On the second day, the Puritan representatives were called before the King and the council, in the presence of the bishops of London and Winchester, and the deans and doctors, who had been summoned to take part in the Conference. The Puritans propounded four points:— purity of doctrine: means to maintain it: church government: the Common Prayer Book. Concerning the ‘book itself and subscription to it, there was much stir about all the ceremonies and every point in it; chiefly Confirmation, the cross in baptism, the surplice, private baptism, kneeling at the Communion, the reading of the Apocrypha, and subscriptions to the Book of Common Prayer and Articles. ‘All that day was spent in ceremonies,’ writes Dean Montague in a letter giving an account of what passed in his presence, and ‘ all wondered that they had no more to say against them.’7 The conclusion was that there should be a uniform translation of the Bible, and one form of catechism over all the realm; that the Apocrypha should be read, but not as Scripture; and that any doubtful point of the Articles should be cleared.
Conference between the King with certain bishops and the Puritan divines, on Monday, Jan. 16.
On the third day, the bishops and deans, with certain civilians, attended at the court, and the Archbishop presented to the King a note of those things, both explanations to be added to the rubrics and other points, which had been referred to their consideration on the first day. These were: ‘ 1. Absolution, or remission of sins, in the rubric of absolution.’8. In private baptism, the lawful minister present. 3. Examination, with confirmation of children. 4. Jesus said to them, twice to be put in the dominical Gospels, instead of Jesus said to his disciples.’ With regard to Baptism, the King directed an alteration in the rubric of private baptism: instead of ‘They baptize not children,’ it should be, They cause not children to be baptized;’ and instead of, ‘Then they minister it,’ it should be ‘The curate, or lawful minister present, shall do it on this fashion.’ Then, after some discussion about the High Commission, the oath ex officio, and excommunication, and referring some points to special committees, Dr. Rainolds and his associates were called in, and the alterations agreed to were read to them. There was a little disputing about the words in the marriage ceremony, ‘With my body I thee worship,’ and it was agreed that they should be, ‘worship and honour,’ if it were thought fit. There followed a discourse upon unity and peace from the King, and a vain complaint urged in behalf of some ministers in Lancashire and Suffolk, who would lose their credit if they were now forced to use the surplice and cross in baptism; to this it was curtly answered, that the general peace of the Church must be preferred to the credit of a few private men; and so the Conference ended with a joint promise of the Puritan representatives to be quiet and obedient, now they knew it to be the King’s mind to have it so.9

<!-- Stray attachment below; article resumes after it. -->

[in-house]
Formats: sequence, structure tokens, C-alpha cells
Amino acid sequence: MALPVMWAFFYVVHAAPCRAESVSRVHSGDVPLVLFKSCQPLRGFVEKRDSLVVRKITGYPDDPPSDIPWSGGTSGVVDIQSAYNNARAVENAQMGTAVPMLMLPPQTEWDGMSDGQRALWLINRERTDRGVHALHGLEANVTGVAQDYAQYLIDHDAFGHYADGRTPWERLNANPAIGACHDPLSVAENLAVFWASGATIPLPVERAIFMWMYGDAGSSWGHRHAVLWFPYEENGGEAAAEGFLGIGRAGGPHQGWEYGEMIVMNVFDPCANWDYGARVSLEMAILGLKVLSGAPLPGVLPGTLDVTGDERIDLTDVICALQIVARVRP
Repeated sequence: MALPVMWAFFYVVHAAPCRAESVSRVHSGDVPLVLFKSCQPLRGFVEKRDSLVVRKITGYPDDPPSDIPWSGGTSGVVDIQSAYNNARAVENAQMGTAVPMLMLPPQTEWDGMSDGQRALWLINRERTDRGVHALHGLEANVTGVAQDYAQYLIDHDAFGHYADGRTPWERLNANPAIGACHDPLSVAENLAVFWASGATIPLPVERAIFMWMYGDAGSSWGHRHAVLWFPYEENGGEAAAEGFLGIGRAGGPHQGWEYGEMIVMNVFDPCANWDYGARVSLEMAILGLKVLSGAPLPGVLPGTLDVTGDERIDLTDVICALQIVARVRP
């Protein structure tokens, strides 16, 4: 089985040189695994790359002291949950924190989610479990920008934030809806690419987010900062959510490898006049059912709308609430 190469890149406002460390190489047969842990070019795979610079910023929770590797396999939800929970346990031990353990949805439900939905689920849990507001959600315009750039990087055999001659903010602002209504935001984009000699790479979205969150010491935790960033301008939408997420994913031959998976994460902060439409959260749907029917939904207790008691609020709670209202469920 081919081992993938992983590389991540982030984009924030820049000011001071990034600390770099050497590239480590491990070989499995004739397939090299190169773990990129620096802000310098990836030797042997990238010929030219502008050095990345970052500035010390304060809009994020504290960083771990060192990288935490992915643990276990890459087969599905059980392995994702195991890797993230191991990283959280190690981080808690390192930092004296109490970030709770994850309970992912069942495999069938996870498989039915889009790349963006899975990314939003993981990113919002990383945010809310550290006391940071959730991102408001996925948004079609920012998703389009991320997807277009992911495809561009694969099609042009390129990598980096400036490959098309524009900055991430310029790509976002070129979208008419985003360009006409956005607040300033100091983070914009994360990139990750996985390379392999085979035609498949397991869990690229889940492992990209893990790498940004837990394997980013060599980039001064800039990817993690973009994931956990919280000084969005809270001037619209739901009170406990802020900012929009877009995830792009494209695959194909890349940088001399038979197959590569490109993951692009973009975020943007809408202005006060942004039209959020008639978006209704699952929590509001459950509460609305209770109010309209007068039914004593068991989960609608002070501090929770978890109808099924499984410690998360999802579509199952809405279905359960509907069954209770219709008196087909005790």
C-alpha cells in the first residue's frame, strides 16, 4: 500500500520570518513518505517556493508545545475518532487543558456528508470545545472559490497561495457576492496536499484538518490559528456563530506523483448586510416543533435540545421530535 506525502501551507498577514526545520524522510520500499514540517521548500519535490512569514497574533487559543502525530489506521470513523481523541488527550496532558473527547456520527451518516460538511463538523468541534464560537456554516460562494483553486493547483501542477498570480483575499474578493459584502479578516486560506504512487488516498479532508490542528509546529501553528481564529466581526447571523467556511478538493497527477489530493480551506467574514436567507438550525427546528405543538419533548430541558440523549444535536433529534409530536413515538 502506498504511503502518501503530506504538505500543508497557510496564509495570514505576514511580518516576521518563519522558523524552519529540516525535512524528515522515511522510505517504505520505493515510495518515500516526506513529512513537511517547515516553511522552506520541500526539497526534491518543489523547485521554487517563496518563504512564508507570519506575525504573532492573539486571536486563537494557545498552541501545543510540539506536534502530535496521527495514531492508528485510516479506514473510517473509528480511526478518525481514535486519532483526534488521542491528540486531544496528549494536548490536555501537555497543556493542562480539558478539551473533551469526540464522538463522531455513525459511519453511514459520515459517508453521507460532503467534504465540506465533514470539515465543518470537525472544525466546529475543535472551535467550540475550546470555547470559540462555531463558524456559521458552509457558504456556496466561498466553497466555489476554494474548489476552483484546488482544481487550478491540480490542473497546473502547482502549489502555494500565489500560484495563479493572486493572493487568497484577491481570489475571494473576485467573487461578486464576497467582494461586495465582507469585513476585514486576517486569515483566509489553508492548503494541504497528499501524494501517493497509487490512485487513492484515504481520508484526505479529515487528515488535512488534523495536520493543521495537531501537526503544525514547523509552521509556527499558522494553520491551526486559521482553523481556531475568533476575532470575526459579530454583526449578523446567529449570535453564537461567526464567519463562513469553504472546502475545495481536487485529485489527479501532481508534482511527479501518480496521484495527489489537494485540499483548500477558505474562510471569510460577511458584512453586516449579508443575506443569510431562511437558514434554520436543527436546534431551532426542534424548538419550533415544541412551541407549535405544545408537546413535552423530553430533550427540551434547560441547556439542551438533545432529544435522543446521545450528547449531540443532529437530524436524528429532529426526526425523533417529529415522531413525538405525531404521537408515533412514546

Alterations agreed to by the King and the bishops on Wednesday, Jan. 18.
Certain alterations were thus agreed to by the King and the bishops at the Conference; but the particular form in which they should be expressed was referred with three other points to the bishops. A special commission10 dealt with other decisions of the Conference, e.g., the reform of Church Government and the new translation of the Bible. To effect the liturgical changes the King issued his letters patent11 (February 9), specifying the alterations, and ordering the publication and the exclusive use of the amended Book. The authority for this action was the undefined power of the Crown in ecclesiastical matters, as well as the statutable power granted by the Acts of Supremacy and Uniformity in 1559. And care was taken to call the alterations by the name of explanations, to bring them under the clause in Elizabeth’s Act of Uniformity, which empowered the Sovereign, with the advice of Ecclesiastical Commissioners, to ordain further ceremonies, if the orders of the book should be misused.12 It is to be noted, however, that these alterations had the sanction of Convocation, inasmuch as that body allowed this exercise of the prerogative, and ordered the amended book to be provided for the use of the parish churches.13

Revision of the Prayer Book after the Conference,


by the royal Authority


and sanctioned by Convocation.



The following changes were made at this time (1604) :
— In the Kalendar: one more Black Letter Saint was added, and lessons from canonical scripture were substituted for Tobit and Bel and the Dragon. Into the title of the Absolution were inserted the words, ‘or Remission of Sins.’ A prayer for the. Queen, the Prince, and other the King’s and Queen’s children, was placed after the prayer for the King; and a corresponding petition was inserted in the Litany. Thanksgivings for particular occasions, for Rain, for Fair Weather, for Plenty, for Peace and Victory, and for Deliverance from the Plague, in two forms, were added to the Occasional Prayers in the end of the Litany, and were styled, ‘An enlargement of thanksgiving for diverse benefits, by way of explanation.